A SPECTATOR'S NOTEBOOK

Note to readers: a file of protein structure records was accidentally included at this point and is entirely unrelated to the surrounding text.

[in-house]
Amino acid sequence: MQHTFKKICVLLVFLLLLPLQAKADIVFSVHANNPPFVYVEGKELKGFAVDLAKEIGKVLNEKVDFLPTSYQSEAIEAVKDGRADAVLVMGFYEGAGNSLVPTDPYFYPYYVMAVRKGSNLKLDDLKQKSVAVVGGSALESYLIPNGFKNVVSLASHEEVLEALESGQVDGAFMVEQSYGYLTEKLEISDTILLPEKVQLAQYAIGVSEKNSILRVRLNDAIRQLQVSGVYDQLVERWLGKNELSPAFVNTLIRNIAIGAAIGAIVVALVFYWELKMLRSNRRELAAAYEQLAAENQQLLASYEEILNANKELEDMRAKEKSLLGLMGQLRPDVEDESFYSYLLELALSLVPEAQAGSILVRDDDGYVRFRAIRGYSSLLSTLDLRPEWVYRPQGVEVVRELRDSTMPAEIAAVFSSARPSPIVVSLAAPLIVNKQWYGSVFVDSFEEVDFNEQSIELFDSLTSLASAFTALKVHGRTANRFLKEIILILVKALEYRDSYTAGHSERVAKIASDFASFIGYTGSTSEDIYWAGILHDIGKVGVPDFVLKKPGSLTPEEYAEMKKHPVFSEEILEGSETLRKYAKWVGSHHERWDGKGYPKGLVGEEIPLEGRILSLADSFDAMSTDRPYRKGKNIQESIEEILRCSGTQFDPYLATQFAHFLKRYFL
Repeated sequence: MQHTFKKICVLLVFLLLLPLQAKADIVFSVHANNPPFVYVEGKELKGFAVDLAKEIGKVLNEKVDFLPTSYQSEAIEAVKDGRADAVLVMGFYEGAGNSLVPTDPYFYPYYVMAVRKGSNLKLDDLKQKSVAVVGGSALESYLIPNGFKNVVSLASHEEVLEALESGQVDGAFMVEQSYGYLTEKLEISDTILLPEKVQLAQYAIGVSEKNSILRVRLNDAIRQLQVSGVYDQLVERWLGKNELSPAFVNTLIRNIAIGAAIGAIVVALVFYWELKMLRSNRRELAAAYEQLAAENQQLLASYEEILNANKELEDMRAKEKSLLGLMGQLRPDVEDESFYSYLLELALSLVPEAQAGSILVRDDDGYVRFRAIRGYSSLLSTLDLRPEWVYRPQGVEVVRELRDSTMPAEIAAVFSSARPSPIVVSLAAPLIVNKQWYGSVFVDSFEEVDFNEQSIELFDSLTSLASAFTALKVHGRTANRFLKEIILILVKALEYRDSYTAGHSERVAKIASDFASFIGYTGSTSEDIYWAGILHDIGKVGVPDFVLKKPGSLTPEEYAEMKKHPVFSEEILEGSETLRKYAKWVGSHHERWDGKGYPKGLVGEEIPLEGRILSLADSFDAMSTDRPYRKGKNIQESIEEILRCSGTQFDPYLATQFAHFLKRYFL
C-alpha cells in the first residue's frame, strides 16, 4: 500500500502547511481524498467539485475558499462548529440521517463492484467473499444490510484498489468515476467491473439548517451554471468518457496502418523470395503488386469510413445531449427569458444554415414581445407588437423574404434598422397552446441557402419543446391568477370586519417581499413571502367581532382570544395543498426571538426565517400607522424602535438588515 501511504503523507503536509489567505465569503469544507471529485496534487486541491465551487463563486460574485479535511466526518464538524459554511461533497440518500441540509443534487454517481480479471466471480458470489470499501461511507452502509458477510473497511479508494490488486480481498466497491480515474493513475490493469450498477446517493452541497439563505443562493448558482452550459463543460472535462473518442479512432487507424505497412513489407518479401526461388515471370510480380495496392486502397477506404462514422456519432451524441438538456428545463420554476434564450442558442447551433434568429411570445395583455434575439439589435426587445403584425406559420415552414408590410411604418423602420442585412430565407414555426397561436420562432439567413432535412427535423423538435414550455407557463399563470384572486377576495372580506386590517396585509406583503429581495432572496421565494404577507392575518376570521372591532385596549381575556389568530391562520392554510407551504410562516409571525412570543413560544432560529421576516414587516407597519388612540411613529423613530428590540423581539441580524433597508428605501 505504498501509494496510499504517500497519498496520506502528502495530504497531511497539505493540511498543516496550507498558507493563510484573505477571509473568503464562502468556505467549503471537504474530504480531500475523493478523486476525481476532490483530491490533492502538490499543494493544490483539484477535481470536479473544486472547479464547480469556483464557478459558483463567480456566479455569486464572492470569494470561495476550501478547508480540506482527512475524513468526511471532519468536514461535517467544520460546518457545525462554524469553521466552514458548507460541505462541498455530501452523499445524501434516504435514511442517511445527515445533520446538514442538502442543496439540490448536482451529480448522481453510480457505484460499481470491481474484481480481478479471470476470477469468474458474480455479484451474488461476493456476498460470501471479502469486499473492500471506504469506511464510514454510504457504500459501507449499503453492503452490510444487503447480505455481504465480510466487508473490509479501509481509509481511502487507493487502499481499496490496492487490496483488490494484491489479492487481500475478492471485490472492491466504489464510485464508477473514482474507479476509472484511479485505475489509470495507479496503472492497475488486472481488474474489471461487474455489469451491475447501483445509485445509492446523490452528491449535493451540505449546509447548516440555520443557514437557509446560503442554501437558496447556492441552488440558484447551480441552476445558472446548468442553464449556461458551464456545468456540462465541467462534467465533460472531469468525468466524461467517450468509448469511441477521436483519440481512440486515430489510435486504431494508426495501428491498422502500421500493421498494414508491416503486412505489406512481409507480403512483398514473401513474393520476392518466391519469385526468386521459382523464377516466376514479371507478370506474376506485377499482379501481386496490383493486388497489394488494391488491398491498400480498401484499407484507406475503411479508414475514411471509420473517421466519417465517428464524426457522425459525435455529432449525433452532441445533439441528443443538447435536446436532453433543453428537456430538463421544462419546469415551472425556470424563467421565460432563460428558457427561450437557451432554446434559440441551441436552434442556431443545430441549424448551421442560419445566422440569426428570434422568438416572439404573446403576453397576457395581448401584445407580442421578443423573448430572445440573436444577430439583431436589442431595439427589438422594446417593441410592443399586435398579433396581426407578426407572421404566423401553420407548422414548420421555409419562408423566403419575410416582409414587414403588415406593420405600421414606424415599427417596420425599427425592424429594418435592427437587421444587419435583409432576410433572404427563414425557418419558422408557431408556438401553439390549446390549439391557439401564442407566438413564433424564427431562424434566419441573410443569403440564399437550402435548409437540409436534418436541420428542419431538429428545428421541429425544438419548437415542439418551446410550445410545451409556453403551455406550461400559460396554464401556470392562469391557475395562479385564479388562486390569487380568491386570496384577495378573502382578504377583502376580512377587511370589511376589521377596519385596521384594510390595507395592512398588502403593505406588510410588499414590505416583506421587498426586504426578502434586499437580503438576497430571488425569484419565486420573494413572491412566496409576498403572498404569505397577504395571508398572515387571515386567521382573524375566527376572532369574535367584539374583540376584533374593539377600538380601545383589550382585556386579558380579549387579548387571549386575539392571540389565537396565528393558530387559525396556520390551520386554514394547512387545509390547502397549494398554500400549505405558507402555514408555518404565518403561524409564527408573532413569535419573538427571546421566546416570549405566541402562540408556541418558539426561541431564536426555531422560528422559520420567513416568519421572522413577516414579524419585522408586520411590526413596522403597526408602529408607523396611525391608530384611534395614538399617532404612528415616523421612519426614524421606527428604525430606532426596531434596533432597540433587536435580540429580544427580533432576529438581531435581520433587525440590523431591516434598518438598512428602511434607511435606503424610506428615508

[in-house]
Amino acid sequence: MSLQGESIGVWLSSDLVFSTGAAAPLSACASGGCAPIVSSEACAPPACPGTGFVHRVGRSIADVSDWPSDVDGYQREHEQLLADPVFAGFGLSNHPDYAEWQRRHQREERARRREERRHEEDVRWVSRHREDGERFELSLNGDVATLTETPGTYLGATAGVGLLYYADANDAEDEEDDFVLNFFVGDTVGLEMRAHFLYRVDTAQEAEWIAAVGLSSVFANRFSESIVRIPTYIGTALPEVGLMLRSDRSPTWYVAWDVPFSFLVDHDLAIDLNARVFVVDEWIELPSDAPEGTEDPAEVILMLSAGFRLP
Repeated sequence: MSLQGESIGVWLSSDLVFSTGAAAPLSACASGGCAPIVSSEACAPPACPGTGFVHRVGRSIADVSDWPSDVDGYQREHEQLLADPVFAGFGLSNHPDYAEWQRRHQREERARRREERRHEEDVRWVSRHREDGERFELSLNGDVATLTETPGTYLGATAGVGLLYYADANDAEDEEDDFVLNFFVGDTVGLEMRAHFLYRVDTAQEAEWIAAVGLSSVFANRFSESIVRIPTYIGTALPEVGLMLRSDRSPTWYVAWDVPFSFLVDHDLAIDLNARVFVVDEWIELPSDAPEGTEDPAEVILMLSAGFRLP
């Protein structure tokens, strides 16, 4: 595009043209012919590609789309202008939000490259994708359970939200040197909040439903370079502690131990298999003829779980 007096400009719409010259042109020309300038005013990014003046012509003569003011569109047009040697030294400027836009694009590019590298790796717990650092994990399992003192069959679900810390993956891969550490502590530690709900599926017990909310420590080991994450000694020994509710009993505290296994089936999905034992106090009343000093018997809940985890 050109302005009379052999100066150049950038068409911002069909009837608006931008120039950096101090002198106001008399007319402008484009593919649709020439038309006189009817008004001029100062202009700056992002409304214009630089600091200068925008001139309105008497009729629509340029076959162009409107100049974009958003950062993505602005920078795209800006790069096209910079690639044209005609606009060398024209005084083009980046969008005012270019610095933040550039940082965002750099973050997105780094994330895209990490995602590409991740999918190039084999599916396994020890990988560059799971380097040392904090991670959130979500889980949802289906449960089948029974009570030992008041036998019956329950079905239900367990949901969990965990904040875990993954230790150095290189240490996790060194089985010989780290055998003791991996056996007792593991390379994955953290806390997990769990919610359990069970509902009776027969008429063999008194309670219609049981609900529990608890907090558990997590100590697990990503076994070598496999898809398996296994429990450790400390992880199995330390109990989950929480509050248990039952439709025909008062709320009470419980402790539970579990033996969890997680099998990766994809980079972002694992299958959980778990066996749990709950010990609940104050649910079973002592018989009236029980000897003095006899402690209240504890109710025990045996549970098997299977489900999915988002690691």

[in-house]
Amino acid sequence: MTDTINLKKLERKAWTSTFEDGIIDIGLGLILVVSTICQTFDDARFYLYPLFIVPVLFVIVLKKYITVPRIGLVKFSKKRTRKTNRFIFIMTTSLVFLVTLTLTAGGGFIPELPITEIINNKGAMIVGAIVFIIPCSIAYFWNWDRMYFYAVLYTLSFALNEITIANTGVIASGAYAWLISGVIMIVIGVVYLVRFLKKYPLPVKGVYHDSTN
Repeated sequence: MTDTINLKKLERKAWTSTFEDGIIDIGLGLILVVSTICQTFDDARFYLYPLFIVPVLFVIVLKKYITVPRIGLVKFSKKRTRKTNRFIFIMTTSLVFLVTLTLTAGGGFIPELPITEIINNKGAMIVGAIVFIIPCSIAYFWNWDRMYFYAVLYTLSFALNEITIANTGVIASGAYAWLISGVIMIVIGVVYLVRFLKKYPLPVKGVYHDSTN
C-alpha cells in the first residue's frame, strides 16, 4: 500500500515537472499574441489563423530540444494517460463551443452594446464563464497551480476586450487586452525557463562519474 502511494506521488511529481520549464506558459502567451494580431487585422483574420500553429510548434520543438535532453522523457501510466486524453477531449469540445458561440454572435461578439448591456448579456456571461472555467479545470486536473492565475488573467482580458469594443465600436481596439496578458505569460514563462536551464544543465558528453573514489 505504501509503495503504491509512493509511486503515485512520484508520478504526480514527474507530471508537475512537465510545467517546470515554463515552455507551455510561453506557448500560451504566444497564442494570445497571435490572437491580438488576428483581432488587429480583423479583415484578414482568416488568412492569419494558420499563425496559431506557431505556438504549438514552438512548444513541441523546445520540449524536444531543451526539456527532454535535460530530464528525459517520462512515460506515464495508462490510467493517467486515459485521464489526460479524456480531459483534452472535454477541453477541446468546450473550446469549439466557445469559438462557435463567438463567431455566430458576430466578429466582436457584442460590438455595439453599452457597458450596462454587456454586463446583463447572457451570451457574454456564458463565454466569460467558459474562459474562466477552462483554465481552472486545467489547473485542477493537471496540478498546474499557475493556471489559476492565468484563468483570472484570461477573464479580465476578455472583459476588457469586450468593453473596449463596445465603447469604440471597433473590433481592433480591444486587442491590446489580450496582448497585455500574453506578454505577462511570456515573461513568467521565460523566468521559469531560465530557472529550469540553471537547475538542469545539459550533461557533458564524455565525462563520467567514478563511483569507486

WHAT impressed me about M. Barthou when I met him at lunch a few weeks ago was his zest for life. He so obviously enjoyed every moment of it. His conversation bubbled and sparkled like champagne. Soon all general conversation ceased, -and we sat and listened, straining to catch the full flavour of his wit. In his quick gestures, his vivid powers of imagery, his gay raillery, he was curiously reminiscent of Mr. Lloyd George. And he had Mr. Lloyd George's sharp tongue, as Sir John Simon knew to his cost. M. Barthou was the uncompromising patriot of -the Clemenceau school. He told us that he regarded as the • work of his life the • part he had played in the passing into law of the three years conscrip- tion law. "Without that," he said, "the Marne would have been impossible. More than any one single factor that conscription-law saved France." Perhaps ; though it is just as arguable that Gemiany precipitated her attack in the desire to get it in before the conscription-law took full effect—as her Ambassador, Count Metternich, said she would have done if we had decided to adopt national service in this country.